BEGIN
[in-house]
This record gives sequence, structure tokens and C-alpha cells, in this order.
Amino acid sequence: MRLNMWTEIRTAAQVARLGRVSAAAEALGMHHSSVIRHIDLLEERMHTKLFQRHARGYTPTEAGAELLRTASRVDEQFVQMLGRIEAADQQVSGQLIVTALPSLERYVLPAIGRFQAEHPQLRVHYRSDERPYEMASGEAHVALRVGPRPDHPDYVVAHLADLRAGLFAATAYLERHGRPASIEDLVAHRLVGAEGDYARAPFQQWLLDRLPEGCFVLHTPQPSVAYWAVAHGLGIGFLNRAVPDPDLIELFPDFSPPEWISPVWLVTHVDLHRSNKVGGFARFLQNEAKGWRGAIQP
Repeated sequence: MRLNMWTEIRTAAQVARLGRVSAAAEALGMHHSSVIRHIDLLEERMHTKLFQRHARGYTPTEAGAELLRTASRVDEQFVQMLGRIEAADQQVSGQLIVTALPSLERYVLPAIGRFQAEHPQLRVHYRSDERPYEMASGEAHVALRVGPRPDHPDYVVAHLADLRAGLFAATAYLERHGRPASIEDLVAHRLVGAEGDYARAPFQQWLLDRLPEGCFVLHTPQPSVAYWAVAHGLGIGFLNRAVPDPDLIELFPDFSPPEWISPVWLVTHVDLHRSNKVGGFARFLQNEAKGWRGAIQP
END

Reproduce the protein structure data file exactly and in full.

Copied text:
[in-house]
This record gives sequence, structure tokens and C-alpha cells, in this order.
Amino acid sequence: MRLNMWTEIRTAAQVARLGRVSAAAEALGMHHSSVIRHIDLLEERMHTKLFQRHARGYTPTEAGAELLRTASRVDEQFVQMLGRIEAADQQVSGQLIVTALPSLERYVLPAIGRFQAEHPQLRVHYRSDERPYEMASGEAHVALRVGPRPDHPDYVVAHLADLRAGLFAATAYLERHGRPASIEDLVAHRLVGAEGDYARAPFQQWLLDRLPEGCFVLHTPQPSVAYWAVAHGLGIGFLNRAVPDPDLIELFPDFSPPEWISPVWLVTHVDLHRSNKVGGFARFLQNEAKGWRGAIQP
Repeated sequence: MRLNMWTEIRTAAQVARLGRVSAAAEALGMHHSSVIRHIDLLEERMHTKLFQRHARGYTPTEAGAELLRTASRVDEQFVQMLGRIEAADQQVSGQLIVTALPSLERYVLPAIGRFQAEHPQLRVHYRSDERPYEMASGEAHVALRVGPRPDHPDYVVAHLADLRAGLFAATAYLERHGRPASIEDLVAHRLVGAEGDYARAPFQQWLLDRLPEGCFVLHTPQPSVAYWAVAHGLGIGFLNRAVPDPDLIELFPDFSPPEWISPVWLVTHVDLHRSNKVGGFARFLQNEAKGWRGAIQP